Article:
Iconify just got a lot better

I really don't like wasting my time on trivial tasks, and managing icons in an Android app is one of them. Icons are images and as such, should be properly sized for ldpi, mdpi, hdpi, xhdpi, xxhdpi and put into the right drawable folder of the app. This is extremely annoying when you need to change their color, or size.

That's why, 2 years ago, I made a small lib called Iconify. The main idea was to allow this kind of code.

<IconTextView  
    android:text="Welcome {fa-smile-o} {fa-hand-peace-o} !"
    android:shadowColor="#22000000"
    android:shadowDx="0"
    android:shadowDy="5"
    android:shadowRadius="1"
    android:textSize="30sp"
    android:textColor="#2A9BDA"
    ... />

IconTextView would then replace all the {..} with the appropriate icons in the text. The icons would behave exactly like the text: color, size, and shadow. No matter how big it is, the icon would never get fuzzy. It was based on FontAwesome, and the icon keys (fa-heart-o) came directly from the FontAwesome keys.

You could use icons everywhere, TextView, Button and even ImageView and ToolBar menus (using an IconDrawable).

No more images to deal with!

So how does it work? The icons of FontAwesome are not images, they are special characters, in a special font. Iconify applies the font to the whole IconTextView, and replaces the {...} blocks with the special characters.

\uf039 <- fa_align_justify 
\uf036 <- fa_align_left
\uf038 <- fa_align_right
\uf270 <- fa_amazon
\uf0f9 <- fa_ambulance
....

But...

There are two huge limitations at this point.

  • Firstly, if FontAwesome doesn't contain the icon you need, you'll need to come back to the frustrating process of using images. Ultimately you'll end up with an app that use both ways of displaying icons, or use inappropriate icons in some places.
  • Secondly, you can't use custom typefaces. It would completely break Iconify, since it relies on the Typeface of the TextView being FontAwesome. I highly doubt for example that \uf0f9 would look like an ambulance using the Gotham font.

Despite these limitations, Iconify became quite popular in the Android community in those two years, with 1300+ stars on Github, despite the fact I wasn't actively maintaining it and some issues were left unanswered. Hopefully Mike Penz offered to become a contributor and maintained it for a while. Then Damien Villeneuve sent a pull request to allow the user to provide their own fonts. This was the motivation I needed for developing a version 2.0 with all the feedback!

Iconify 2 Logo

Iconify v2 looks the same, but offers much more.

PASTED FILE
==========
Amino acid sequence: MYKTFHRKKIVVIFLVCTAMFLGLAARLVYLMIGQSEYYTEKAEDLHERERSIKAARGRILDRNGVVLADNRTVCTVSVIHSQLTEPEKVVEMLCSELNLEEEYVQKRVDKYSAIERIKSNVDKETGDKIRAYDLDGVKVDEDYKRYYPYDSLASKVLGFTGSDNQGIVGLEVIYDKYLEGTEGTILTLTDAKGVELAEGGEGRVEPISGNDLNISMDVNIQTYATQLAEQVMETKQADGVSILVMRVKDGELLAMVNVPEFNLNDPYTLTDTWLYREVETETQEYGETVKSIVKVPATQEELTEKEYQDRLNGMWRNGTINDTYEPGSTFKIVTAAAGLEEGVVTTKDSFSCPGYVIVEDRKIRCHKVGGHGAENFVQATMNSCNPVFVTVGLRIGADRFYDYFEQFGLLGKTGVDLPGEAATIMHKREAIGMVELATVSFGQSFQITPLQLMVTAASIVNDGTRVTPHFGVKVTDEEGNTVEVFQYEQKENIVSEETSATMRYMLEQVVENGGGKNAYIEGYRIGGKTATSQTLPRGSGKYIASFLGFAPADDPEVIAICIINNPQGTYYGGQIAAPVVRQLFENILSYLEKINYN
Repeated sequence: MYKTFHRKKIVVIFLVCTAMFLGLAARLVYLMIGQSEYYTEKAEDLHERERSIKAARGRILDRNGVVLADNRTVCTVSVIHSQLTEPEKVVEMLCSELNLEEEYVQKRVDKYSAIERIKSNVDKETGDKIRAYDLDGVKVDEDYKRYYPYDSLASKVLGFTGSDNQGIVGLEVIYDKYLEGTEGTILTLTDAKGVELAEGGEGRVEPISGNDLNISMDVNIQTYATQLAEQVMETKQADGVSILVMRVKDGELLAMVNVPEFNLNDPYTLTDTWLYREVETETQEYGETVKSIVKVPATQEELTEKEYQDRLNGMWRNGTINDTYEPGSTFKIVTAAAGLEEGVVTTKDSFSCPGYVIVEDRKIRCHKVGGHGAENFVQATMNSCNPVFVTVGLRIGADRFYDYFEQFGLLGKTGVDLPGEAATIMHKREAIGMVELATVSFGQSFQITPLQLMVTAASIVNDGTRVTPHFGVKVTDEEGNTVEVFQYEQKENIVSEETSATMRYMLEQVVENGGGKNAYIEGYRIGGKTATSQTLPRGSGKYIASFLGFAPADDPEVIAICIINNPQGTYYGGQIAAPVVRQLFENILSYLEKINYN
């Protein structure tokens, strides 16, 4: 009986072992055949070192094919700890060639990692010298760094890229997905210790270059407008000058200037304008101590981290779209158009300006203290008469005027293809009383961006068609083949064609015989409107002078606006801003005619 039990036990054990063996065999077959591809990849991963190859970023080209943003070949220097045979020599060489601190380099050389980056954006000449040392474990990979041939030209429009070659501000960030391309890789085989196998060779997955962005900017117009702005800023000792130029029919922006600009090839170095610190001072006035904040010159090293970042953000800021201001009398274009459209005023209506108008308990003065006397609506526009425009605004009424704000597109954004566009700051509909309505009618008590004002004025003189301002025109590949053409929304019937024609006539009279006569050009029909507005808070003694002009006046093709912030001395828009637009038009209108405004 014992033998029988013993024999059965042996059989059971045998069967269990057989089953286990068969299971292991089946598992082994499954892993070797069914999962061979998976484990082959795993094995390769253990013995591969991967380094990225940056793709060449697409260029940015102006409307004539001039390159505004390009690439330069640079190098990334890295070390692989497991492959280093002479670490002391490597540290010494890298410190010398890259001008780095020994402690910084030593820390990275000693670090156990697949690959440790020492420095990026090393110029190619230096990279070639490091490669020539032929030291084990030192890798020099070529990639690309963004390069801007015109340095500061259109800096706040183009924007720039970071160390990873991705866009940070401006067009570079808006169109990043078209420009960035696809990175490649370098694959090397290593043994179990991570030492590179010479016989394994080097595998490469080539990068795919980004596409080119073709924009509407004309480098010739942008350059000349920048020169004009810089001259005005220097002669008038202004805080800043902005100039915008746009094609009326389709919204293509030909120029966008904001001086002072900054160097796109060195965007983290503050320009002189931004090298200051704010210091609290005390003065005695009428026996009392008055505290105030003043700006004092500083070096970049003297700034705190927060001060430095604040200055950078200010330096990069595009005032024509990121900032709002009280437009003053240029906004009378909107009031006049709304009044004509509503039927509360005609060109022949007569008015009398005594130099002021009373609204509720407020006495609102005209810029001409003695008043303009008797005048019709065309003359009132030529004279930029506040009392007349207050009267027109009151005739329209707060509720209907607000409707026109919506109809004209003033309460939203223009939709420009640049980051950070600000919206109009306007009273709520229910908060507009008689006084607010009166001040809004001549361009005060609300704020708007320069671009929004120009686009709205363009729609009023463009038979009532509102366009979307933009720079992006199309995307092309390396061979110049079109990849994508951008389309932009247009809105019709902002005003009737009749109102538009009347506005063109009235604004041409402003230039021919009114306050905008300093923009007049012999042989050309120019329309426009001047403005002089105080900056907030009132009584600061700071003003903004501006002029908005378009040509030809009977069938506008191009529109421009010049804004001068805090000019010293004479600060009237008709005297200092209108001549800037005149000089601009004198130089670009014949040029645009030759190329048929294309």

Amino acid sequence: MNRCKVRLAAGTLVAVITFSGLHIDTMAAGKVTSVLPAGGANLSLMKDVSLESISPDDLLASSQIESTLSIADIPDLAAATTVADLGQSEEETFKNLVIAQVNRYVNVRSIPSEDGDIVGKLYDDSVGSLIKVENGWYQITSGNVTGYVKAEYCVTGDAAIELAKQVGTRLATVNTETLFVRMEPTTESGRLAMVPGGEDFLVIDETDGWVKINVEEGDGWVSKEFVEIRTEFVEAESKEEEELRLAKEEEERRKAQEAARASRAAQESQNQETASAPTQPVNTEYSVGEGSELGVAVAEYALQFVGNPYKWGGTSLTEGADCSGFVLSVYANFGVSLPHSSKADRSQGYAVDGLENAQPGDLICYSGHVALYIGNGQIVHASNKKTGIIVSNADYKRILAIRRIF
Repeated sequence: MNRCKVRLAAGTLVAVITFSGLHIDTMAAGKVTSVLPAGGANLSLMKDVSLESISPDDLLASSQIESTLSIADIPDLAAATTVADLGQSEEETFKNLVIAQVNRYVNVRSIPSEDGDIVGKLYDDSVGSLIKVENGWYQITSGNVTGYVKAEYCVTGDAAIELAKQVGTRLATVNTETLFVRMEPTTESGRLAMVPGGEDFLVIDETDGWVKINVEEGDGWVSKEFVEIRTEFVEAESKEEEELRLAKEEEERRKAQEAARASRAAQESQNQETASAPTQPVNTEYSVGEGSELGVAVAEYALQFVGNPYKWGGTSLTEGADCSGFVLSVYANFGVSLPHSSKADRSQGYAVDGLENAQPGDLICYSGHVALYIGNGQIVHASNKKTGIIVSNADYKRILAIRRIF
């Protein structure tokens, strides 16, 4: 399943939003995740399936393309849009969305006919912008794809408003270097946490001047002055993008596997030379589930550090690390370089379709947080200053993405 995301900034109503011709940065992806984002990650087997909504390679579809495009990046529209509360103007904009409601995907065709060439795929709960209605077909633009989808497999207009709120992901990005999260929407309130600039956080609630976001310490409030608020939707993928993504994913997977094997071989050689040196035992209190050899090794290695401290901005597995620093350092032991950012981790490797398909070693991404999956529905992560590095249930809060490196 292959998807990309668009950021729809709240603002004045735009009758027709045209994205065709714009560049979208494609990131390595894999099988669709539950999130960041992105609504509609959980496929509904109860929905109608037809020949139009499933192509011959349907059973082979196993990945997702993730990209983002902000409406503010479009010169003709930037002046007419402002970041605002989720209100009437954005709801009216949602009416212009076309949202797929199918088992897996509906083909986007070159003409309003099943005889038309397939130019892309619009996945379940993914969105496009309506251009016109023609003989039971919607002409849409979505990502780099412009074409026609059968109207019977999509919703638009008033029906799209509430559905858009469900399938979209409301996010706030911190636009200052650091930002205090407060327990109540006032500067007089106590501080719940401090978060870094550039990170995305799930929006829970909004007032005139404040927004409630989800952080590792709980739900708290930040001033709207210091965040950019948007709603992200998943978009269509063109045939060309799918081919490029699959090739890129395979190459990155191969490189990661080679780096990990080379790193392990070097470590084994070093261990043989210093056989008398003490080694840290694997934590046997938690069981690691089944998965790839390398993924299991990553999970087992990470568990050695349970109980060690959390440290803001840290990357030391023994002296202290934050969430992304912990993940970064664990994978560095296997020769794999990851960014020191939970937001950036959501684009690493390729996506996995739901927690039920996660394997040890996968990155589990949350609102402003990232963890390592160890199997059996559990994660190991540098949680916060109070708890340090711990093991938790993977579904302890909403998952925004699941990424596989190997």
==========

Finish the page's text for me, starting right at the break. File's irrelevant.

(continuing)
• FontAwesome is not anymore the only font available. At the time of writing, you can choose up to 8 icon fonts to use, which you can browse using the brand new demo app. Purists will be happy to see that the official list of Material Design icons is available amongst them.

Iconify Demo App

  • You can provide your own icon font, all you need to do is to implement IconFontDescriptor with a .ttf file and the mapping between keys and special characters, then give it to Iconify.addIconFontDescriptor().

  • You can now apply your own typeface to the IconTextView without breaking anything! That also means Calligraphy now works well with Iconify. Iconify doesn't need to change the TextView typeface anymore, it uses the Spannable capabilities to apply the icon typeface only to the relevant characters. So, for example, applying the GoodDog typeface to the IconTextView I can do this:

custom typeface mixed with icon {fa-check}

  • It has been requested many times, you can now easily set the size and/or color of a particular icon, like {fa-android 80%} {fa-android} {fa-android 50sp @color/color_accent} :

  • For those familiar with FontAwesome, you probably know about animated icons, allowing you to quickly setup a spinning icon. It's now possible to do the same with Iconify, and that's probably one of the greatest feature made possible with V2! Just use the spin keyword like {fa-cog spin} and check out the result.

Conlusion

Thank you for reading! Iconify 2 is already ready to use and available through Maven Central, I'm excited to share it with the community and I hope I'll get some interesting feedback to make it even better.

It takes really little time and effort to support a new icon font, so if your favorite one is not in the list, feel free to open an issue.

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